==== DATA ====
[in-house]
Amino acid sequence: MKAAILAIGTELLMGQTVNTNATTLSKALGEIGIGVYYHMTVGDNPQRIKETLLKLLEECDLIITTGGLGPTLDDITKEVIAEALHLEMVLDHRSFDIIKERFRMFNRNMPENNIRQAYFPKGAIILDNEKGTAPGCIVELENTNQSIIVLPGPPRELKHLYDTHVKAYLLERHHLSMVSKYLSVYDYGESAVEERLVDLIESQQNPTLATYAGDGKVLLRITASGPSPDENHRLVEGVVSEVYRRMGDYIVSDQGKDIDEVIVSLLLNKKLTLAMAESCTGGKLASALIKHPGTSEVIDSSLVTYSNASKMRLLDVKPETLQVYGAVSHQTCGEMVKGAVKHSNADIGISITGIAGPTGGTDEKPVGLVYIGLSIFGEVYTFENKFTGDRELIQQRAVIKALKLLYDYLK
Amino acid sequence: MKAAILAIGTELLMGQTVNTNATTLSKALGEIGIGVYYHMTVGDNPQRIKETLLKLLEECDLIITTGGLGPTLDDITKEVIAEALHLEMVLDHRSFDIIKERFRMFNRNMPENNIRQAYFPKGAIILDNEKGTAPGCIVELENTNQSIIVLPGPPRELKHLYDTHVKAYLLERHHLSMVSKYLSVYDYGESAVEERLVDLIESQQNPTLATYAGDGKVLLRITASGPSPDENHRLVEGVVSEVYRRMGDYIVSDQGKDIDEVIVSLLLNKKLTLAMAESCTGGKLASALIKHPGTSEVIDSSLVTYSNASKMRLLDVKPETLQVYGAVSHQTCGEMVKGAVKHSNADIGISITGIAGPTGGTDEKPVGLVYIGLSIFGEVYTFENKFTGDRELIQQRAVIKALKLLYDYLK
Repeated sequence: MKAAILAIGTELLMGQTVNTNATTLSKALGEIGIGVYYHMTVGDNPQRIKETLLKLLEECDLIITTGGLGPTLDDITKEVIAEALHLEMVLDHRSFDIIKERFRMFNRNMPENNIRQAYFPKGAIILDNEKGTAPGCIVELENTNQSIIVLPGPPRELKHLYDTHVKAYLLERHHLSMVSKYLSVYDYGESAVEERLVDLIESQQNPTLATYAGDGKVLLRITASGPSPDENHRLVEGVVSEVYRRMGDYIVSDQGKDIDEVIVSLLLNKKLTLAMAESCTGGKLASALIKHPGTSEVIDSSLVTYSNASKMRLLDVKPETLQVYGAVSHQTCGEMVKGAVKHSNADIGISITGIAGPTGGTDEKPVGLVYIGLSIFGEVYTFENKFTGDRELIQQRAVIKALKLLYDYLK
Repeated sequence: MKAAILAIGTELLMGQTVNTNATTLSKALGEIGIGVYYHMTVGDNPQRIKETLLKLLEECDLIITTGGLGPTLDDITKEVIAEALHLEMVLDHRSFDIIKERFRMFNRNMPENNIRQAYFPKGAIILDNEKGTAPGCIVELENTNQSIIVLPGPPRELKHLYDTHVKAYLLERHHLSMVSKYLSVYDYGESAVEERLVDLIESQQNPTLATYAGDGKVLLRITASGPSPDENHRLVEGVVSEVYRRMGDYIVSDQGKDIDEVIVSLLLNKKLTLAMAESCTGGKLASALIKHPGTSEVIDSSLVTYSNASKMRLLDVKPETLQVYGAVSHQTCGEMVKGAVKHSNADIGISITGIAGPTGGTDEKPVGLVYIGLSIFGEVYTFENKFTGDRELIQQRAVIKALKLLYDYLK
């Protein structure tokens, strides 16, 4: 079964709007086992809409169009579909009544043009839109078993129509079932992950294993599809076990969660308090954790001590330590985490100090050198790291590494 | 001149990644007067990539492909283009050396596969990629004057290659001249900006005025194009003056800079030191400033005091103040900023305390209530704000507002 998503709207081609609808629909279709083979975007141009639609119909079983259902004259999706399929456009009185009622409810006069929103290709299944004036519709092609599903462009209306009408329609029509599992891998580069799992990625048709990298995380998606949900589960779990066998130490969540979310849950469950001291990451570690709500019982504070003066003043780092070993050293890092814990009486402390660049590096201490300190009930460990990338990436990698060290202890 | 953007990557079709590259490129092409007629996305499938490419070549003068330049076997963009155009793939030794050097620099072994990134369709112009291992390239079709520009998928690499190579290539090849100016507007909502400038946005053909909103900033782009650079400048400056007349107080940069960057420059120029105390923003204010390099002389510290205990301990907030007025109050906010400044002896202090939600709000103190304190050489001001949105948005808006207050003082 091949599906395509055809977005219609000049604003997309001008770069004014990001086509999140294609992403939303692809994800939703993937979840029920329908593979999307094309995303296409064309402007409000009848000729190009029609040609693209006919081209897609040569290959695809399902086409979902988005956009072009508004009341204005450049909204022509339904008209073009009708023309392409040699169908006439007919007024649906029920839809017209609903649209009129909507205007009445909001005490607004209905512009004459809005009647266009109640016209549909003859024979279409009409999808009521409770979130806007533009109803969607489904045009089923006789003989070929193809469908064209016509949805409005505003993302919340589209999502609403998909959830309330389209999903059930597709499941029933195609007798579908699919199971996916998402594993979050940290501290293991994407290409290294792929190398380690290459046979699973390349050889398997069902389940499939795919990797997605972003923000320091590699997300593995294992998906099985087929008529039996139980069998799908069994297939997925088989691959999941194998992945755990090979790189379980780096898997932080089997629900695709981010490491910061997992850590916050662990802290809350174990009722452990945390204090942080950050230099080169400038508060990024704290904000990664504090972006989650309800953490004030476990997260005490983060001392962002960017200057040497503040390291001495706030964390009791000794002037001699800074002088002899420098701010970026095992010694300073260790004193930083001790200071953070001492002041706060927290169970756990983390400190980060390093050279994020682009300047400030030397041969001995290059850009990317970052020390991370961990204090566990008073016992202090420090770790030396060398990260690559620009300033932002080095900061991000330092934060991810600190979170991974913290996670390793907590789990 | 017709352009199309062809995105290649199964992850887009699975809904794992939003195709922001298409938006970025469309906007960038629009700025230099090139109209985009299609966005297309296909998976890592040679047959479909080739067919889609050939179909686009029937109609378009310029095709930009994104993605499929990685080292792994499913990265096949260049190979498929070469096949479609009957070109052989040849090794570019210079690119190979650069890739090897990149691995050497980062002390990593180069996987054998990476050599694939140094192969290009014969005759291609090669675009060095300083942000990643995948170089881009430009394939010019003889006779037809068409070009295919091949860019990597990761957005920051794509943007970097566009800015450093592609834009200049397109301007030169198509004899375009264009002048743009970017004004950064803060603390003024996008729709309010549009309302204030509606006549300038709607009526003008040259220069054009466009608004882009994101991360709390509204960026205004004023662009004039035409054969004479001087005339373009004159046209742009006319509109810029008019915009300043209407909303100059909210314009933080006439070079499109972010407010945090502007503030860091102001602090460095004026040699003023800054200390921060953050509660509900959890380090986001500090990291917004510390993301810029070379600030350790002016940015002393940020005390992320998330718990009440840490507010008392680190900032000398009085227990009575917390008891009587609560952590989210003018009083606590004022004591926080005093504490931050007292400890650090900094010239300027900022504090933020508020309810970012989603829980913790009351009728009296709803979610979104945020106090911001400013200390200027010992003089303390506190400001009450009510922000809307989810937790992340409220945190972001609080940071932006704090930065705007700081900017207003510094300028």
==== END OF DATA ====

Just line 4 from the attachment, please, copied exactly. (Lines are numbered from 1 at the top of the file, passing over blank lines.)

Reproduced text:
Repeated sequence: MKAAILAIGTELLMGQTVNTNATTLSKALGEIGIGVYYHMTVGDNPQRIKETLLKLLEECDLIITTGGLGPTLDDITKEVIAEALHLEMVLDHRSFDIIKERFRMFNRNMPENNIRQAYFPKGAIILDNEKGTAPGCIVELENTNQSIIVLPGPPRELKHLYDTHVKAYLLERHHLSMVSKYLSVYDYGESAVEERLVDLIESQQNPTLATYAGDGKVLLRITASGPSPDENHRLVEGVVSEVYRRMGDYIVSDQGKDIDEVIVSLLLNKKLTLAMAESCTGGKLASALIKHPGTSEVIDSSLVTYSNASKMRLLDVKPETLQVYGAVSHQTCGEMVKGAVKHSNADIGISITGIAGPTGGTDEKPVGLVYIGLSIFGEVYTFENKFTGDRELIQQRAVIKALKLLYDYLK